@ Monkey Reborn
When I was a kid I read Fritjof Capra’s “The Tao of Physics”. Still can’t decide after all these years whether he was a genius ahead of his time or just a hippie-scientist who’d dropped a little too much LSD. (Maybe he was both until his wife looked).
“I think I can safely say that nobody understands quantum mechanics.” — Richard Feynman
The SCMP must have written about thirty stories on this breakthrough during the first half of the year: talk about flogging the proverbial Schrödinger’s cat (It’s dead! No it’s not! Yes it is! etc etc into a von Neumann catastrophe).
I previously commented on one thusly:
Nothing that can be read by a human is hacker-proof, even if “the signal” can’t be intercepted, the humans involved are always hackable and a security vulnerability.
The system’s reliance on quantum entanglement means the communication system has a finite amount of data it can transmit before it runs out of pairs of particles, so “destroying” an earth-bound transceiver by heat / magnets / radiation / violence / measurement turns an expensive quantum satellite into useless space junk in short order.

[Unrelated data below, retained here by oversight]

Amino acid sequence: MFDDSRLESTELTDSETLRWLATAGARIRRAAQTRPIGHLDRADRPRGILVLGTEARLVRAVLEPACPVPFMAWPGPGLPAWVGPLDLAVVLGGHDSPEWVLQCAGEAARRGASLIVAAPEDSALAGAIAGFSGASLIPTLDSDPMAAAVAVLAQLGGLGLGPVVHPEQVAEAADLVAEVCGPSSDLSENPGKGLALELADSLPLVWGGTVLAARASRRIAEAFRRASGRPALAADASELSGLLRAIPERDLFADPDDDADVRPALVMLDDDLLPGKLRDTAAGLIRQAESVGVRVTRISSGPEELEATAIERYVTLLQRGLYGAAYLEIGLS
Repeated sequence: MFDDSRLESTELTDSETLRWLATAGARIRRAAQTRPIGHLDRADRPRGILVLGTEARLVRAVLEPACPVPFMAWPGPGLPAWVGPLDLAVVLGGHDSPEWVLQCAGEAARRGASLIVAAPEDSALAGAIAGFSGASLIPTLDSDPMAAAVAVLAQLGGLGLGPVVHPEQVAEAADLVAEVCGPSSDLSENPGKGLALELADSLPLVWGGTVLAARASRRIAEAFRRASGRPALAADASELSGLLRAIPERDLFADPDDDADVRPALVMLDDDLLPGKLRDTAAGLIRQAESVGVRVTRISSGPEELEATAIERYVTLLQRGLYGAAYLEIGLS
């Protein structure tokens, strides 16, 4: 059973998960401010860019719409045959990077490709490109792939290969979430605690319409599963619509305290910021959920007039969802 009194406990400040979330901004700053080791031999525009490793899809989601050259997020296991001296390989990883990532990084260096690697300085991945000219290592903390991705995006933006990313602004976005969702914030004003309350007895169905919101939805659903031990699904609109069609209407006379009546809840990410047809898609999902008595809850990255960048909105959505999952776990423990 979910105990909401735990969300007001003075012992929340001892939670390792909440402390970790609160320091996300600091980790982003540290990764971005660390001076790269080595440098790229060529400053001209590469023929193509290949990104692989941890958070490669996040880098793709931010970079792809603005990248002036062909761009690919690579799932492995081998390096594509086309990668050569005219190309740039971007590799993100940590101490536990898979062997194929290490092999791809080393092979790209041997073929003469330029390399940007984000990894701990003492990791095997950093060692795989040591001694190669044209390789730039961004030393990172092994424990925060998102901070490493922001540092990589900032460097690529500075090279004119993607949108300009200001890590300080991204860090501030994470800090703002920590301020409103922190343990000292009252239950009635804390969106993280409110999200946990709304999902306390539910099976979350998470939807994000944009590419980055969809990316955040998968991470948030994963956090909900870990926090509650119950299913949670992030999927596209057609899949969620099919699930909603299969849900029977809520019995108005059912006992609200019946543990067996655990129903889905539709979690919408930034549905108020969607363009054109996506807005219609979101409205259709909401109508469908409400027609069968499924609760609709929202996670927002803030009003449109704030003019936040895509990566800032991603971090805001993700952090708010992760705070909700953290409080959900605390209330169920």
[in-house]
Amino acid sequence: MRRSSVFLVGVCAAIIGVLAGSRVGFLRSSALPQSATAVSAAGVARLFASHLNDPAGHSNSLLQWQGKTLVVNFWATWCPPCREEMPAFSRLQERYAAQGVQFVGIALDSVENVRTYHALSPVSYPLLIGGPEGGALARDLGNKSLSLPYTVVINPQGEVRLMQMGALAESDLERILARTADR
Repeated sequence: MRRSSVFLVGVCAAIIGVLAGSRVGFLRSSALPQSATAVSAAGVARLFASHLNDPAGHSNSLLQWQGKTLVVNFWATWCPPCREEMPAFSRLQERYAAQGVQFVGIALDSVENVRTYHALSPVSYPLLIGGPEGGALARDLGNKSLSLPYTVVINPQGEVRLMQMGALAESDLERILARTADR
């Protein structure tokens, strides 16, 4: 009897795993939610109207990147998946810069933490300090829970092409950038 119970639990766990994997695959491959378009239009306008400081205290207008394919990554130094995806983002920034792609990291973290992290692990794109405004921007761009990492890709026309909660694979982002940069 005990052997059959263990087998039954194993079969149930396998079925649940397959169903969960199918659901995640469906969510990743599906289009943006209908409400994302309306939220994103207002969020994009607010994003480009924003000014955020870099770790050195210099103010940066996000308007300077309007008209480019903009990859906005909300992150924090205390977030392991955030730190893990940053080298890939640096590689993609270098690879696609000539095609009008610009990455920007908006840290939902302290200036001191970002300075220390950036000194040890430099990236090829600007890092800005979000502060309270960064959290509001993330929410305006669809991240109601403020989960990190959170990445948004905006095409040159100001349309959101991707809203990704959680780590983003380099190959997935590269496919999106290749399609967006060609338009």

In other words, whilst it’s “signal” is non-interceptable, it is extremely vulnerable to destructive hacks rendering the whole system useless. See also Key2Audio (the “unhackable” CD DRM that was hacked by the humble felt-tip pen).
From today’s articles, however, I see that the idea may be to beam up one of the entangled particles to the satellite. Which opens up the possibility of a DDoS (Distributed Denial of Service) attack: flood the satellite with photons (paired or unpaired – doesn’t matter) jamming it. Presto! Quanto! Space junk once again.
The satellite also appears to be currently tasked with just transmitting a key, so the main message is sent conventionally and is exactly as open to interception and decoding as any other encrypted message.
So there you go — two obvious hacks (depending on the system) from another hack, who doesn’t really understand either cryptography or quantum mechanics.
It’s still damned cool science, though. I do wonder if the Chinese will get sued by Jack Sarfatti, though: I believe he patented FTL communications using quantum entanglement back in May 1978.
As I said to my hairdresser and BFF Kimmie the other day: “Isn’t our so-called reality just a string of poorly processed, semi-digested and rather random impressions ?”. And then Kimmie said -SO TRUE- that I looked fabulous, and so did he, and there is nothing random about that. So there.
We already have systems that cannot be hacked without considerable effort and time. The problem is not the technology, but the humans. Most so-called hackings are down to laziness in not changing passwords. An audit I was involved found some 20% of staff using the password ‘password.’ Stupidity always wins.
Better than having your password “incorrect” because the computer will tell you what your password is if you get it wrong!
@Walter De Havilland
It’s not just the end user, either: Accepted practices are also often to blame.
See xkcd’s splendid jab at password strength.